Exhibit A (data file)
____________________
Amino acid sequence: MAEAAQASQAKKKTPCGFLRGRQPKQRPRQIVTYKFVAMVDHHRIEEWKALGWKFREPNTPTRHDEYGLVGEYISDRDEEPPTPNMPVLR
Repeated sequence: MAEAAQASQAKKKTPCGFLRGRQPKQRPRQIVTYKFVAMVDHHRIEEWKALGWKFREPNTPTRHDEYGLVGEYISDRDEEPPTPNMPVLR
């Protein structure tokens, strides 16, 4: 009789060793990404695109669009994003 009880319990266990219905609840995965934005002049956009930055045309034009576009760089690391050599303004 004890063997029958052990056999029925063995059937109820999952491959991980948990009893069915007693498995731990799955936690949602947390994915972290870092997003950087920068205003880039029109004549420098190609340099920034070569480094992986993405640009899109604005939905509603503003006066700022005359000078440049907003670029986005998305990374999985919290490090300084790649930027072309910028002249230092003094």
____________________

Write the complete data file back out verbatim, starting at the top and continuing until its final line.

Amino acid sequence: MAEAAQASQAKKKTPCGFLRGRQPKQRPRQIVTYKFVAMVDHHRIEEWKALGWKFREPNTPTRHDEYGLVGEYISDRDEEPPTPNMPVLR
Repeated sequence: MAEAAQASQAKKKTPCGFLRGRQPKQRPRQIVTYKFVAMVDHHRIEEWKALGWKFREPNTPTRHDEYGLVGEYISDRDEEPPTPNMPVLR
């Protein structure tokens, strides 16, 4: 009789060793990404695109669009994003 009880319990266990219905609840995965934005002049956009930055045309034009576009760089690391050599303004 004890063997029958052990056999029925063995059937109820999952491959991980948990009893069915007693498995731990799955936690949602947390994915972290870092997003950087920068205003880039029109004549420098190609340099920034070569480094992986993405640009899109604005939905509603503003006066700022005359000078440049907003670029986005998305990374999985919290490090300084790649930027072309910028002249230092003094």